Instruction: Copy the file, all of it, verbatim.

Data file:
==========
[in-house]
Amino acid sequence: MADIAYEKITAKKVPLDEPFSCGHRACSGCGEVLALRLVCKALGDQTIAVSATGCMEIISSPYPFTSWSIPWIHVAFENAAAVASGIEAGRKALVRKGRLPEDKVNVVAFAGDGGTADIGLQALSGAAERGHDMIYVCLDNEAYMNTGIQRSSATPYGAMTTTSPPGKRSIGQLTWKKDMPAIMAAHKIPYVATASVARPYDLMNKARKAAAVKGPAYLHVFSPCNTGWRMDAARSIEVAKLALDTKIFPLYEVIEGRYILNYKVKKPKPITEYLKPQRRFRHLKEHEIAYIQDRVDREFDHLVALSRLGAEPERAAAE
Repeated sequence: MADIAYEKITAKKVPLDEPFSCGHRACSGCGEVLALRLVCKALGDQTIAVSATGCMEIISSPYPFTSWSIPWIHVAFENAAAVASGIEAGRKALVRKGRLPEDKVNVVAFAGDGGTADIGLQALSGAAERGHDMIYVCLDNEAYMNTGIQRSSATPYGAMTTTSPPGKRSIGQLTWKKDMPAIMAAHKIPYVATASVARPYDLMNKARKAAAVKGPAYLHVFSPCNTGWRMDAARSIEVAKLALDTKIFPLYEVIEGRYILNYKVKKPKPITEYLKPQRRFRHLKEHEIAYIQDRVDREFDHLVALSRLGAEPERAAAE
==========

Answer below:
[in-house]
Amino acid sequence: MADIAYEKITAKKVPLDEPFSCGHRACSGCGEVLALRLVCKALGDQTIAVSATGCMEIISSPYPFTSWSIPWIHVAFENAAAVASGIEAGRKALVRKGRLPEDKVNVVAFAGDGGTADIGLQALSGAAERGHDMIYVCLDNEAYMNTGIQRSSATPYGAMTTTSPPGKRSIGQLTWKKDMPAIMAAHKIPYVATASVARPYDLMNKARKAAAVKGPAYLHVFSPCNTGWRMDAARSIEVAKLALDTKIFPLYEVIEGRYILNYKVKKPKPITEYLKPQRRFRHLKEHEIAYIQDRVDREFDHLVALSRLGAEPERAAAE
Repeated sequence: MADIAYEKITAKKVPLDEPFSCGHRACSGCGEVLALRLVCKALGDQTIAVSATGCMEIISSPYPFTSWSIPWIHVAFENAAAVASGIEAGRKALVRKGRLPEDKVNVVAFAGDGGTADIGLQALSGAAERGHDMIYVCLDNEAYMNTGIQRSSATPYGAMTTTSPPGKRSIGQLTWKKDMPAIMAAHKIPYVATASVARPYDLMNKARKAAAVKGPAYLHVFSPCNTGWRMDAARSIEVAKLALDTKIFPLYEVIEGRYILNYKVKKPKPITEYLKPQRRFRHLKEHEIAYIQDRVDREFDHLVALSRLGAEPERAAAE